Perhaps the most powerful moment in the reading of the 26 January ICJ Order in the South Africa v Israel case concerning alleged violations of the Genocide Convention involved the Court’s President, Judge Joan Donoghue of the U.S., citing statements made by senior Israeli officials. The Court had paid particular attention, she said, to remarks made by Israeli Defense Minister Yoav Gallant, including the now infamous assertion that “we are fighting human animals” and “we will eliminate everything”, along with various statements made by Israel’s President, Isaac Herzog, including an also widely distributed comment that “it is an entire nation out there that is responsible […] it is not true this rhetoric about civilians not aware, not involved” (para 52). Judge Donoghue’s reference to these statements counters a narrative endorsed by the Biden administration – echoed by several other governments in the West – that Israel acts with good intentions and that its actions should be viewed through the lenses of legitimate self-defense in a “hunt for Hamas”.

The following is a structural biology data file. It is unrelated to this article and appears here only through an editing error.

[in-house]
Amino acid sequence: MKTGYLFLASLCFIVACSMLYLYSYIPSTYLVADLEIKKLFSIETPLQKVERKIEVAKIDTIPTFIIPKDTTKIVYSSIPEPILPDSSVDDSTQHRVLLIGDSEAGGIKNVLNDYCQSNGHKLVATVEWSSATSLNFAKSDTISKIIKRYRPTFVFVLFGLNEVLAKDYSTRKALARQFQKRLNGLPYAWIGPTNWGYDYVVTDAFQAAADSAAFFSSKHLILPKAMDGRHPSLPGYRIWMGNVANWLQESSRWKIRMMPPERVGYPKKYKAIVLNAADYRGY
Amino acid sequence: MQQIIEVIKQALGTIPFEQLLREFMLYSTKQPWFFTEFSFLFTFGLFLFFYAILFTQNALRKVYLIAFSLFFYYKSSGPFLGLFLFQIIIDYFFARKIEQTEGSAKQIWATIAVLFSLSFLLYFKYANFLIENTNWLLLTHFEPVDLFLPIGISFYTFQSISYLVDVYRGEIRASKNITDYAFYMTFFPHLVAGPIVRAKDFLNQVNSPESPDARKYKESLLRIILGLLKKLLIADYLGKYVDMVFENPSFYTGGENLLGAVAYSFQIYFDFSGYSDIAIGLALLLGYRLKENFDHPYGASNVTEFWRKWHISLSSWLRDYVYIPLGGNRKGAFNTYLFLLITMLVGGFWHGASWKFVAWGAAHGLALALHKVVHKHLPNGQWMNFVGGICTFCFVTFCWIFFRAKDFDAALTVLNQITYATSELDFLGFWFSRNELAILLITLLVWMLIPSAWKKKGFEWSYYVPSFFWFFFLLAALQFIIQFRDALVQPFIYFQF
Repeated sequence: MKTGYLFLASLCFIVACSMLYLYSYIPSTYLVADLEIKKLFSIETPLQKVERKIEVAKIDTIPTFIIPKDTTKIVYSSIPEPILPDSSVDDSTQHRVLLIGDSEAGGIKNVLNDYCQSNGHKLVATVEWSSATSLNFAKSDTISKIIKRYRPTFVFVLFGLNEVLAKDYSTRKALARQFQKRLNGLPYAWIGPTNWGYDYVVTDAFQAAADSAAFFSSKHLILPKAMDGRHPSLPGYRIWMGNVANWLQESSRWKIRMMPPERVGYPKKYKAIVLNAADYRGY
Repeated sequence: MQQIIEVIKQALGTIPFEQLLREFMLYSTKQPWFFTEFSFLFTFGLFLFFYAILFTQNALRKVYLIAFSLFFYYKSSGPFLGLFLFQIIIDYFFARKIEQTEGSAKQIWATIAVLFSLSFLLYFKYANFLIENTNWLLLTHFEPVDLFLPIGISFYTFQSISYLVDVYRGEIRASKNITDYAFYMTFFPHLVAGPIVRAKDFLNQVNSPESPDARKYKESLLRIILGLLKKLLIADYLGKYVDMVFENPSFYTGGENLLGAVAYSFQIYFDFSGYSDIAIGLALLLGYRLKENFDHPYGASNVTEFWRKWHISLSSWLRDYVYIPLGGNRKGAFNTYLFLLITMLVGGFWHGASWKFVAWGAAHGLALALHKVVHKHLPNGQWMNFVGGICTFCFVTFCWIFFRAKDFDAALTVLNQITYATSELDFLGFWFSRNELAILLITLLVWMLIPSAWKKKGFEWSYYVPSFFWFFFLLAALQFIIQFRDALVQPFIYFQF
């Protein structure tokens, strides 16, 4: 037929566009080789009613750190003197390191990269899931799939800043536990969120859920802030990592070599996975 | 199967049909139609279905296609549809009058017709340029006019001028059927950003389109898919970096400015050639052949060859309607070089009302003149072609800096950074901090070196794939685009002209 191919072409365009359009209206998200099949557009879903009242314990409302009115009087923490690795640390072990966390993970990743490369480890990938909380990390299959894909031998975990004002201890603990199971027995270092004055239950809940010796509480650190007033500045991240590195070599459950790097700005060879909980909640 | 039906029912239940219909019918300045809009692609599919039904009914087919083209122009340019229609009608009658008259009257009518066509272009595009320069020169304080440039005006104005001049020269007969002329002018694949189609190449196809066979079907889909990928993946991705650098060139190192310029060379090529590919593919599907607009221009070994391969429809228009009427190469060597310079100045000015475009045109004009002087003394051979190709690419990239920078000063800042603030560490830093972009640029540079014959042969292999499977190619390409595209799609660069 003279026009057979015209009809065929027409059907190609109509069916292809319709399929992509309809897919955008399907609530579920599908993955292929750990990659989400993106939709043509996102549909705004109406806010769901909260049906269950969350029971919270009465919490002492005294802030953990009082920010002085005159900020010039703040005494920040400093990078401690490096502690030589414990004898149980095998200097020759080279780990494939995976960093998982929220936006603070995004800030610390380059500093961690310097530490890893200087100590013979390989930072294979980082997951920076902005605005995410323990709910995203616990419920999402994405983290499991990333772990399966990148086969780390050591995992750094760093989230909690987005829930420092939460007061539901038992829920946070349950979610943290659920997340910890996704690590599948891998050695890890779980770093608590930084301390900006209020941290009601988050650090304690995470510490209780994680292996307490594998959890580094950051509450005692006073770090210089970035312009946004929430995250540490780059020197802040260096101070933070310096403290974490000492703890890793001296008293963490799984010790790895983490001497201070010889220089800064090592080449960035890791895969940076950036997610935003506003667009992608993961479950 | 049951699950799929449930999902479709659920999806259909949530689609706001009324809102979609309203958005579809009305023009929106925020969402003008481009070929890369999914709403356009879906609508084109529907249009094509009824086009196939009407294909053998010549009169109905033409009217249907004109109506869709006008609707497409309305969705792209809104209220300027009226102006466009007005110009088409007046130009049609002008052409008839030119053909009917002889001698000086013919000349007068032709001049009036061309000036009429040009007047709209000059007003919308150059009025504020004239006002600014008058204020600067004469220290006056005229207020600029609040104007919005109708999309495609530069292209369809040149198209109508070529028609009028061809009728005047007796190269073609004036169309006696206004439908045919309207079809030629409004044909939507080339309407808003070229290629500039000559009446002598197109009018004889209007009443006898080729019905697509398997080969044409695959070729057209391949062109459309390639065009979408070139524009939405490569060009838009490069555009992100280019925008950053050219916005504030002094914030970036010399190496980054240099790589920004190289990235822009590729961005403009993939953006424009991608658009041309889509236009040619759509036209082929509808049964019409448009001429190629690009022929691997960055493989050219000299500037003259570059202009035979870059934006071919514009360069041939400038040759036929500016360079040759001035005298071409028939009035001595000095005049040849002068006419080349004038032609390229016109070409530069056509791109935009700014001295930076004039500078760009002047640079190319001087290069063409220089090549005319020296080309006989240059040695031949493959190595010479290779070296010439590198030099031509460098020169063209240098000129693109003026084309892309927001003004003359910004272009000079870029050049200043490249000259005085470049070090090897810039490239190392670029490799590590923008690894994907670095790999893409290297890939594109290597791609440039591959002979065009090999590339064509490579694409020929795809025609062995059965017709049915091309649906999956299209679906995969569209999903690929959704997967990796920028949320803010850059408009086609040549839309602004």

It brings no comfort for Israel, as Fionnuala Ni Aolain suggests, “seeing those words quoted in a provisional measures decision of the ICJ”. Neither does it bring any comfort to Israel’s closest allies, many of whom fiercely opposed South Africa bringing the case. While the U.S. and other allies of Israel have at times levelled critique at Israel’s methods in Gaza, any suggestion that the broader purpose of that campaign is illegitimate have been dismissed. That Israel’s actions could possibly constitute genocide was recently rejected by many members of the U.S. Congress as “grossly unfounded”, triggering their “disgust”. The ICJ’s holding that allegations of crimes under the Genocide Convention are being committed by Israel in Gaza are “plausible” (para 54) necessarily confronts and contradicts suggestions that the allegations of genocide brought by South Africa, are “meritless” and “completely without any basis in fact whatsoever”, as White House National Security Council spokesman John Kirby had insisted, or “completely unjustified and wrong”, as British Prime Minister Rishi Sunak argued through his spokesperson.